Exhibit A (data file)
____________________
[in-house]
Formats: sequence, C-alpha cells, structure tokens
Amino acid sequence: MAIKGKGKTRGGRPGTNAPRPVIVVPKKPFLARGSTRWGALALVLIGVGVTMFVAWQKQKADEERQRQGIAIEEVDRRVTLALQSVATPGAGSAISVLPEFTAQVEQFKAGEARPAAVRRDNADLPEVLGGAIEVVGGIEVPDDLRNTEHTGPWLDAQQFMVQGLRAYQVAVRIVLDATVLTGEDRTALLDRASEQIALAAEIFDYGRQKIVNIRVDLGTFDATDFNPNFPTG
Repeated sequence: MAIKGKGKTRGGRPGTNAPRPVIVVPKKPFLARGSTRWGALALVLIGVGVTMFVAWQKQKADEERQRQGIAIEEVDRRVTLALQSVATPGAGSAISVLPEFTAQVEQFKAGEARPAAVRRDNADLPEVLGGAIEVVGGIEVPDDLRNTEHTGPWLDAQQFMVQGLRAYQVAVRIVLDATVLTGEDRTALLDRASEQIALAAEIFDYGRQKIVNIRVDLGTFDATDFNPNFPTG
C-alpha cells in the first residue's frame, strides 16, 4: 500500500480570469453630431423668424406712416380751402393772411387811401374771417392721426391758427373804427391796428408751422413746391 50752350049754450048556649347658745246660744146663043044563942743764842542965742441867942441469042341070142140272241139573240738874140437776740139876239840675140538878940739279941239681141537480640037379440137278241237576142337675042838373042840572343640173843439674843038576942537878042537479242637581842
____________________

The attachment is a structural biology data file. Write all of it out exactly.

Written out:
[in-house]
Formats: sequence, C-alpha cells, structure tokens
Amino acid sequence: MAIKGKGKTRGGRPGTNAPRPVIVVPKKPFLARGSTRWGALALVLIGVGVTMFVAWQKQKADEERQRQGIAIEEVDRRVTLALQSVATPGAGSAISVLPEFTAQVEQFKAGEARPAAVRRDNADLPEVLGGAIEVVGGIEVPDDLRNTEHTGPWLDAQQFMVQGLRAYQVAVRIVLDATVLTGEDRTALLDRASEQIALAAEIFDYGRQKIVNIRVDLGTFDATDFNPNFPTG
Repeated sequence: MAIKGKGKTRGGRPGTNAPRPVIVVPKKPFLARGSTRWGALALVLIGVGVTMFVAWQKQKADEERQRQGIAIEEVDRRVTLALQSVATPGAGSAISVLPEFTAQVEQFKAGEARPAAVRRDNADLPEVLGGAIEVVGGIEVPDDLRNTEHTGPWLDAQQFMVQGLRAYQVAVRIVLDATVLTGEDRTALLDRASEQIALAAEIFDYGRQKIVNIRVDLGTFDATDFNPNFPTG
C-alpha cells in the first residue's frame, strides 16, 4: 500500500480570469453630431423668424406712416380751402393772411387811401374771417392721426391758427373804427391796428408751422413746391 50752350049754450048556649347658745246660744146663043044563942743764842542965742441867942441469042341070142140272241139573240738874140437776740139876239840675140538878940739279941239681141537480640037379440137278241237576142337675042838373042840572343640173843439674843038576942537878042537479242637581842